“You can’t visit TheCOM without being reminded that the networks and community you build are vital resources for your successes (whichever career path you take).”
As we are all aware, or should be, “Communication” is becoming a big deal in today’s science world. Not only is it important for publishing our work and getting research funding, but we must also be able to modify our language to clearly articulate the relevance of our work to policy makers and the public. Because of this high level of importance, we dedicate workshops to it at conferences, we bring seminar speakers in to teach about it, and practice it in various classes. The good news is, learning to meet this increased and important demand to better communicate our science does not have to be this scary thing that we pretend isn’t there; learning it can be fun!
This year, The Pub Club is going to be building on what founder Bethany Huot began last year. In combination with TPC’s #MyOtherBench (click here) campaign, we have started a Twitter hashtag and list called #TPCOnTheRoad. The purpose is to make it easier for members to share their valuable conference experiences and other science related travels with their colleagues back home and around the world. We will then do as Bethany did in 2016 and turn these Tweets into timeline stories of the events using Storify (click here) to allow those who couldn’t attend to benefit from the experience. Bethany’s Storify on Sharon Long’s presentation was “Scooped” by The Kamoun Lab and in the 10 months since IS-MPMI Congress has been viewed over 8200 times! Participating in our OnTheRoad campaign also benefits the “Tweeter” as it allows them to practice pulling out “The Big Idea” of the science and to refine their skill at making a coherent science point in 140 characters or less.
TPC will be helping you in your efforts in the following ways: -READ MORE-
“The Other Bench” Returns!
A quick and partial look at “The Other Bench” moments of my 2016 summer followed by a post I wrote going into the summer of 2016.
For me, the summer of 2016 included conferences in Austin, Texas and Portland, Oregon. While in Austin I got together with FRI Director, Stacia Rodenbush, and MSU’s Eva Farre for our own little “Other Bench” chat about research and education. Around and between conferences I used my “Other Bench” time to get the creative paper writing juices flowing. I enjoyed sharing my “Other Bench” experiences with all of you and look forward to doing so again in the summer of 2017!
Summer is finally here again. The trees are full and green, the flowers are blooming and the birds sure seem happy about it. Did you notice, or were you too busy at your lab bench?
One of the most common answers I have heard over the last 6 years of graduate school (I know, it’s a long time, I’m leaving soon!) is “I have to work.” (Update: I received my PhD in Dec 2016)
What are you doing this weekend? I have to work.
Want to come to pizza for dinner on Friday night? No, I have to work.
Coming to Pub Club? I would, but I have to work.
I could go on, but I think you get the point! I have made a point of carefully guarding my evenings and weekends during my time here, knowing that my brain needs time to relax to maintain and maximize my focus and creativity at work. I heard recently that your brain works differently when you are focused on a problem vs when you brainstorm. While focusing is obviously an essential component of thought, it can often lead to traffic jams and frustration. You may have heard it as “the forest for the trees” analogy.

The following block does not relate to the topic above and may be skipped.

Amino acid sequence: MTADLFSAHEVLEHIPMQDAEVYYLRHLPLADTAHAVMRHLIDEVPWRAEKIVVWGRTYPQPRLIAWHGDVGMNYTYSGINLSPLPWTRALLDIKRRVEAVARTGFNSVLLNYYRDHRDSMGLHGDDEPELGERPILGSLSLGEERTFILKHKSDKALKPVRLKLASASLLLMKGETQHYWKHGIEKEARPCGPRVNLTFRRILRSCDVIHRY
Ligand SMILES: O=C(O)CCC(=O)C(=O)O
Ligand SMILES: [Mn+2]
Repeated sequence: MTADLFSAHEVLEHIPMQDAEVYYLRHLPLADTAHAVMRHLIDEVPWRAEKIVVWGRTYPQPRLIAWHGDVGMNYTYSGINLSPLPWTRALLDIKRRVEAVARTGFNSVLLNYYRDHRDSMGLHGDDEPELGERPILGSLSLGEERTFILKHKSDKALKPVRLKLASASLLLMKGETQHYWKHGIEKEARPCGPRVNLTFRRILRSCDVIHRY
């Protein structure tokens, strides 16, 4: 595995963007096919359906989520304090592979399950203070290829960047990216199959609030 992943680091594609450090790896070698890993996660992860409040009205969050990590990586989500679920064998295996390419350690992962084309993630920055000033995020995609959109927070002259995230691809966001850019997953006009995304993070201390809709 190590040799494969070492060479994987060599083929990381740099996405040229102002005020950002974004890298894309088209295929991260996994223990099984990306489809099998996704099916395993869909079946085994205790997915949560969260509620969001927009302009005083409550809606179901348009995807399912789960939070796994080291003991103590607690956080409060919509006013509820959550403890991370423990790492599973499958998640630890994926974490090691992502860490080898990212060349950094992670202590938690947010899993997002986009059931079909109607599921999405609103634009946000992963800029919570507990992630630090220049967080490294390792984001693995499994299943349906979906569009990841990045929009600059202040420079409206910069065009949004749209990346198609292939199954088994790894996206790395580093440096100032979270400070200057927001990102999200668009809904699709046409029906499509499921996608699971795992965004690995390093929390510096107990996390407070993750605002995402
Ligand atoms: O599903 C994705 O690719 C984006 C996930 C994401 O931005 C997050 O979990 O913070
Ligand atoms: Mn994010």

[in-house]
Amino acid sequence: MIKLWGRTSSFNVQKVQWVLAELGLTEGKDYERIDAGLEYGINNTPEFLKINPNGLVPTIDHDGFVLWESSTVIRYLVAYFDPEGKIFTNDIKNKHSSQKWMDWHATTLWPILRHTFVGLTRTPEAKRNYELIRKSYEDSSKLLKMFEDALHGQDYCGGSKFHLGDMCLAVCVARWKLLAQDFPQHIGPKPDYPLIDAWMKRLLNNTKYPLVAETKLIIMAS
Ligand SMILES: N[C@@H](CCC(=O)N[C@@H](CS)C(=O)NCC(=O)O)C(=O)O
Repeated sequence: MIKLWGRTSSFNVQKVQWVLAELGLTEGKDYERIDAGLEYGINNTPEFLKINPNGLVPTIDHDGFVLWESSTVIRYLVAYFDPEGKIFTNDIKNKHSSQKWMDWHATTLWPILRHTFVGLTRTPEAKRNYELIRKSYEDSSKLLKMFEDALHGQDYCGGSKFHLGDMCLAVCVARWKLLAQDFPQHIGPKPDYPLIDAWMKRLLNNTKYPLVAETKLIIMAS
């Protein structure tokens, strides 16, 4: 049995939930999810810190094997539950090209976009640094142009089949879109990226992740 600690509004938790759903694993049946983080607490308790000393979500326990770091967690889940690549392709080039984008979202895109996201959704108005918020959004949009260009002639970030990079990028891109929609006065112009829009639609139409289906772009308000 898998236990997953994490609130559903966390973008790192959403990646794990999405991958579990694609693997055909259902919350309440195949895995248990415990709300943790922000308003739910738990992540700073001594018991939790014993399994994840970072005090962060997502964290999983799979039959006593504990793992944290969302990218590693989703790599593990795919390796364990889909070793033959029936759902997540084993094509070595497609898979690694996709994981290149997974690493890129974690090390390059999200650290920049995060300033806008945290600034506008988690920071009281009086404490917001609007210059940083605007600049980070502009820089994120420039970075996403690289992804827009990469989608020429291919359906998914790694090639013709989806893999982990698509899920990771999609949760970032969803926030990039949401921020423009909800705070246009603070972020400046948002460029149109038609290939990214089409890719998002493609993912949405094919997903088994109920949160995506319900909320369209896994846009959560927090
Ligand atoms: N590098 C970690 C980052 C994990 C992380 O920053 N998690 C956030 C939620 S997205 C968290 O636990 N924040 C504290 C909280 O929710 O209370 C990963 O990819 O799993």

Sometimes we become so focused that we develop a mental “tunnel vision” and can no longer see the bigger picture, and often the answer lies in the forest outside that tunnel. Thinking creatively, on the other hand, allows our brain to access more of our knowledge to come up with innovative solutions and new ideas. Alternating between the two types of thinking can be a powerful and effective way of making progress with a difficult problem, ultimately making your time at “the lab bench” more productive.
This morning I did a quick search to find a reference for this. As I have a day full of bench work to do, I didn’t have time to find it, but I did find a couple of other interesting articles, one by Frank Addante, Founder and CEO of Rubicon Project and one by Paul Hammerness, MD and Margaret Moore in The Harvard Business Review under Time Management. If you would like to read the full articles, click on the titles below:
5 Daily Habits That Will Boost Your Creativity and Focus
Train Your Brain to Focus
The common theme between the two articles is that our brains need down time in order to operate the most efficiently. While we may view taking time away from the bench to go for a walk as a waste of time, our brains keep working during this time without us even realizing it.
Sheng Yang knows this, as sitting outside of his office I have often seen him leave his computer and go for a walk. He uses this time away from his “bench” to gain a better perspective of something he is working on. Again, I could go on, but my lab bench is calling so I better get to work.
I leave you with a challenge: this summer, get to know “the other bench.”
When you find a good one, snap a selfie of you at your “other bench” and share it with the rest of us @ThePubClub, #myotherbench (or you can email it to The Pub Club at email@example.com if you don’t Twitter!). With these we will be building a summer gallery on “The Hub” and don’t forget to take a pic at your conferences or vacation! You never know what new, ground-breaking discoveries you may find exploring the beautiful outside world. Perhaps in taking a minute to smell the roses (we have a beautiful rose garden here at MSU), you may return to your lab bench or writing that much more inspired.